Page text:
The Beatitudes
November 1974

“The Beatitudes,” Ensign, Nov. 1974, 31

The Beatitudes

We think of the Savior in the early part of his Ministry, high up in the hills overlooking the Sea of Galilee, where in company with his 12 disciples and a multitude of eager listeners, he gave his Sermon on the Mount. An important part of that sermon is known as the Beatitudes. (See Matt. 5:1–11.) In the few moments assigned to me, I would like to discuss them briefly with you.

The Beatitudes contain the heart of the Master’s teachings and show his spirit and way of life. It was his aim to teach his disciples and give them a better understanding of the gospel, because a real disciple of Christ should have a character made up of these traits.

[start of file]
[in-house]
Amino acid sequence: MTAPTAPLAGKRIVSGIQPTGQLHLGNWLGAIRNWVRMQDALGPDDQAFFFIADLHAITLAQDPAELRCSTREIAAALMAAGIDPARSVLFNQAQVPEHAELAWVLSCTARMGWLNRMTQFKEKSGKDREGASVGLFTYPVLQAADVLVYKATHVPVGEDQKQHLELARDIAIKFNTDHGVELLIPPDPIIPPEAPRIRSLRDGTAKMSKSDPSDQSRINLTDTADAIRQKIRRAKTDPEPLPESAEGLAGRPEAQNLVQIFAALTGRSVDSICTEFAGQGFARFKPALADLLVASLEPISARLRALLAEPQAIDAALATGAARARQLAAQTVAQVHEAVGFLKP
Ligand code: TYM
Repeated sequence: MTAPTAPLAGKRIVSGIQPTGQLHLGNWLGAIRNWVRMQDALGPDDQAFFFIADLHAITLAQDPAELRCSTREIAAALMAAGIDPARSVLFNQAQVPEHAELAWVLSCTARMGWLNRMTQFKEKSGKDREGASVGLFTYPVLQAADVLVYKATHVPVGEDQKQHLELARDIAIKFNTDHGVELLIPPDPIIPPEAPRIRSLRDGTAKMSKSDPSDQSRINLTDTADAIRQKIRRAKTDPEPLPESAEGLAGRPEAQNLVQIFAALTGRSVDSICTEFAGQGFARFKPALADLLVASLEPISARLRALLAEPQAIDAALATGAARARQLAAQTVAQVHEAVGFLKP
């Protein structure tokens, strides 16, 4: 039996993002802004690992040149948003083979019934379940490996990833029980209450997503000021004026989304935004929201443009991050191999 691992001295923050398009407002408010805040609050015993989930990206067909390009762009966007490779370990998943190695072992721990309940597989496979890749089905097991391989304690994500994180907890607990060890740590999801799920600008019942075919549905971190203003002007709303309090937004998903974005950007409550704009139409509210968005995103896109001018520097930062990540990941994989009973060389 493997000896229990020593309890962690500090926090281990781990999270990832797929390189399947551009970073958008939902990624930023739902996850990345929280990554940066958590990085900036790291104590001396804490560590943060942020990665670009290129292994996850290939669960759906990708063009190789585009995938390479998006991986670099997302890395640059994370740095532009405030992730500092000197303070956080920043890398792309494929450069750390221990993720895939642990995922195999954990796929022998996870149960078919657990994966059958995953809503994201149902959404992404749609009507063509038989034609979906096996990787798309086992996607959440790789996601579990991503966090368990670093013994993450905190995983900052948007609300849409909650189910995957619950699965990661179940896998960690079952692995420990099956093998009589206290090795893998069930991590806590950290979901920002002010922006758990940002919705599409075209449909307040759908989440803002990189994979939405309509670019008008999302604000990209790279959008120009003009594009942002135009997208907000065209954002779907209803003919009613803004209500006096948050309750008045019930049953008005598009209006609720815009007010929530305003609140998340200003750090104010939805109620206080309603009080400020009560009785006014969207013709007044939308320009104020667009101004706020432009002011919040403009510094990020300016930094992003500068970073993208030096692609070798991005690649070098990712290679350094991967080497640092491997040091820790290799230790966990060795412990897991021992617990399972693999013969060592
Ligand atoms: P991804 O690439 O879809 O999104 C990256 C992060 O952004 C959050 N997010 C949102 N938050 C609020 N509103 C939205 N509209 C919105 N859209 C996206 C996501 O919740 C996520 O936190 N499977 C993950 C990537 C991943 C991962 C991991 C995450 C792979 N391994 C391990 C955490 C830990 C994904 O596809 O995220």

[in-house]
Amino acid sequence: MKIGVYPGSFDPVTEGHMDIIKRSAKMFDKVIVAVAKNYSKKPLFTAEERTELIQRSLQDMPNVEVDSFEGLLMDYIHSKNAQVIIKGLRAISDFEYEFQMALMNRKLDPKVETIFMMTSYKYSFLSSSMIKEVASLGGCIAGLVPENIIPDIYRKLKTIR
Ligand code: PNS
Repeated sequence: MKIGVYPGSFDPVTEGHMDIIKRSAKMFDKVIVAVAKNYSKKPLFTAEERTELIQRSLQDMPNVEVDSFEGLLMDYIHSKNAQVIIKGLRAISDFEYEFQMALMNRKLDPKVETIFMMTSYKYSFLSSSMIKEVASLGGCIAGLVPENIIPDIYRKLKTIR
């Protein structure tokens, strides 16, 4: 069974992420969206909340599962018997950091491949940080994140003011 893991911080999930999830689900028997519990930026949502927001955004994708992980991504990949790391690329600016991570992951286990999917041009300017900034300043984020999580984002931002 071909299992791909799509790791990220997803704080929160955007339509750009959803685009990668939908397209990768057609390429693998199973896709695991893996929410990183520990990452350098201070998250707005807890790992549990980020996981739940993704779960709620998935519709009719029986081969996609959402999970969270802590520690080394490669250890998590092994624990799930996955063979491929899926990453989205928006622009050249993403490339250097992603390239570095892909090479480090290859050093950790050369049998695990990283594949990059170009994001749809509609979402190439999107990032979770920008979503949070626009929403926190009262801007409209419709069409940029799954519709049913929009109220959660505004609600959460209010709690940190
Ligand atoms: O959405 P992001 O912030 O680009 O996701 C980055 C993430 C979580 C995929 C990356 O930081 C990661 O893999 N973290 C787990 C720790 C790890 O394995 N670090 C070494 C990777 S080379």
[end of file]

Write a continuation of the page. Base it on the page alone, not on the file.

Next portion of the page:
Now, the first of the Beatitudes we find in Matthew 5, verse 3: “Blessed are the poor in spirit: for theirs is the kingdom of heaven.” [Matt. 5:3]

What is meant by “poor in spirit”? Is it not humility, which renders us teachable and eager to learn? They who feel themselves spiritually poor approach God, asking him to supply their needs. They who have faith in him, learn his laws and try diligently to obey him. They thus become eligible for the great blessings he has promised, including salvation, exaltation, and eternal life, which are the greatest of all the gifts of God. (See D&C 14:7.)

“Blessed are they that mourn: for they shall be comforted.” (Matt. 5:4.)

The mourner shall be comforted when he sees the divine purpose in his grief. The Lord has told us: “Come unto me, all ye that labour and are heavy laden, and I will give you rest.” (Matt. 11:28.)

We should always remember the Lord intended that we should have problems to meet and solve as a part of our training in this life to help us prepare for the next phase of our eternal existence.